Today in History: The Famous Globe Theater Burns in London (1613)

Today in History: The Famous Globe Theater Burns in London (1613)

By Matthew Weber
Today in History: The Famous Globe Theater Burns in London (1613)

William Shakespeare is universally recognized as one of the greatest writers of all time.

Some of the stats surrounding the works of William Shakespeare are extraordinary. For example, all of his plays have been translated into every single language used in the world today. More, his plays are performed more often that the plays of any other playwright. Of his 38 or so plays, Romeo and Juliet is most likely the most popular, and has been seen in an uncountable number of different adaptations throughout the years, so much so that almost everyone knows the story and how it ends.

William Shakespeare.

One of the questions that gets asked the most about Shakespeare is why did he like tragedies so much? in reality, Shakespeare wrote more comedies than tragedies, but his tragedies are more well-known (Hamlet, Romeo and Juliet, King Lear, Julius Caesar, Othello, just to name a few).

However, there is a good reason why he wrote so many (and was so good at it). At least two of his siblings died in childhood, and one of his own children also died very young. Some of his son can be seen in some of his more tragic plays.

The Globe Theater was the site that is perhaps most associated with the birth of many of William Shakespeare’s plays. The Globe, located in London, was built in 1599 by Shakespeare’s playing company.

The first iteration of the theater didn’t last all that long, as it was destroyed by fire on June 29, 1613. The cause was a theatrical canon that went off during a performance of Shakespeare’s play Henry VIII, one of his many histories based on English monarchs. The building was made of timber, and was therefore very flammable, as much of London was at the time (as the city would find out to its peril in 1666 when fire destroyed most of the city).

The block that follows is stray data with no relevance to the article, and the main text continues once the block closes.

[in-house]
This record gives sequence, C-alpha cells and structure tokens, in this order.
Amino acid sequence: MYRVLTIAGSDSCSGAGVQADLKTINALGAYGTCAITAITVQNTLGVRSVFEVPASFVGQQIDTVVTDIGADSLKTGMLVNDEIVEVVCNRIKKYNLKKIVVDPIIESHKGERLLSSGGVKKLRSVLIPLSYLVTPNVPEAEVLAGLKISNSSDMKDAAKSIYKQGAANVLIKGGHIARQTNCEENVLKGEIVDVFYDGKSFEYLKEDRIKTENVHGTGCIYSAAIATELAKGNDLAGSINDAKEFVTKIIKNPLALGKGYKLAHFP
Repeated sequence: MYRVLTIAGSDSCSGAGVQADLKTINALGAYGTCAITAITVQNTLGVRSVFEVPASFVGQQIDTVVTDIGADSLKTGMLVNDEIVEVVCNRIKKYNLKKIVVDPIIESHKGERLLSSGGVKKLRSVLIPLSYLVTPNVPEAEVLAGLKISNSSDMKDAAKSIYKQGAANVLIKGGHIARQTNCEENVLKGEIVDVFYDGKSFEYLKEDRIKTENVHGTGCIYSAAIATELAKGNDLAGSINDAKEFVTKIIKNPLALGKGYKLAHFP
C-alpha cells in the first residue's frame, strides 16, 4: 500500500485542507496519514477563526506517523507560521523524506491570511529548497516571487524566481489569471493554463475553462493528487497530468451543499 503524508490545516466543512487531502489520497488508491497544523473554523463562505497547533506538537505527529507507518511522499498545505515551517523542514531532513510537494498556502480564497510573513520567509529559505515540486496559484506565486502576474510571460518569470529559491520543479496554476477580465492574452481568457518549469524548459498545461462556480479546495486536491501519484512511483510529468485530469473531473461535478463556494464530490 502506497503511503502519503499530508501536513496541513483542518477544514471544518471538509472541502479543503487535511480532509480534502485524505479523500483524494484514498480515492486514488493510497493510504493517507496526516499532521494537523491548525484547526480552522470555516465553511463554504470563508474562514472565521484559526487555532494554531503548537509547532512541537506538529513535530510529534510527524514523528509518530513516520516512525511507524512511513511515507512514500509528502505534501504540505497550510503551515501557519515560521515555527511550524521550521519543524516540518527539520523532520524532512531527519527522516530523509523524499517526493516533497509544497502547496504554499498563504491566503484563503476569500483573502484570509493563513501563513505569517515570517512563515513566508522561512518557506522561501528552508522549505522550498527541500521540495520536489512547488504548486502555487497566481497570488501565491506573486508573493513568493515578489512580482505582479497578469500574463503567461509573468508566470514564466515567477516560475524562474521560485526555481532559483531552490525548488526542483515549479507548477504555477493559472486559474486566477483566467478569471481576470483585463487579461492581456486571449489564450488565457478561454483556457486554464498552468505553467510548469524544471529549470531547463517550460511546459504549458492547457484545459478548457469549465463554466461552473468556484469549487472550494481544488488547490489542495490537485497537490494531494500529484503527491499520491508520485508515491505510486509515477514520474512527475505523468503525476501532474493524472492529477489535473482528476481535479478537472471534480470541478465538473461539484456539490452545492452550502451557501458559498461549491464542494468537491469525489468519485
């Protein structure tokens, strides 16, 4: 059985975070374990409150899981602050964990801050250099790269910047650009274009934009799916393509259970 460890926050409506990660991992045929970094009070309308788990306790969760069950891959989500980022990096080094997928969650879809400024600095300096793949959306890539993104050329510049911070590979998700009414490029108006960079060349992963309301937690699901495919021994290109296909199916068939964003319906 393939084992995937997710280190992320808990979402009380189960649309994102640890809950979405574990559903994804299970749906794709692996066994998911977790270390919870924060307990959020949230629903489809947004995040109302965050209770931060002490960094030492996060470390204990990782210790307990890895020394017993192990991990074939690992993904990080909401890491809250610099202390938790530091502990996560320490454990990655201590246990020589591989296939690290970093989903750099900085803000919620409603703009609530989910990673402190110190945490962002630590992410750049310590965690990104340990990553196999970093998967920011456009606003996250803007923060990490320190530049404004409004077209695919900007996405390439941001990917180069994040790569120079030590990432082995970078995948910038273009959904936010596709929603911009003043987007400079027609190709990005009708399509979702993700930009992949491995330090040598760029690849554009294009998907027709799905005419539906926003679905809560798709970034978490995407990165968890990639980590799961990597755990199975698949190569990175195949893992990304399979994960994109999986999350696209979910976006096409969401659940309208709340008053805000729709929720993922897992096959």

The theater was rebuilt a year later, and would be used until 1642 when it was closed down by the Puritans, who closed every theater in London. In 1997 the theater was rebuilt once more as close to the original as architects could make it. The issue was that we really don’t know beyond a few crude sketches what the original looked like. Even the second one that was built after the fire was not well documented.

The New Globe Theater 1997. London, England. Telegraph

Seeing a play at the Globe would have been a phenomenal experience. Even more so considering that it was fairly reasonable for people to attend. No one knows exactly what the cost of attendance was, but historians suggest that it was around 6 pence for the best seats in the house, and only 1 penny just to get in the door.

Shakespeare will likely always hold a place in history as one of the greatest writers of all time. His work has ingrained itself in the world’s culture, and has influenced countless other playwrights and authors throughout the centuries.

Shakespeare himself died in 1616, just three years after the original Globe Theater burned. His words, though, will live on forever.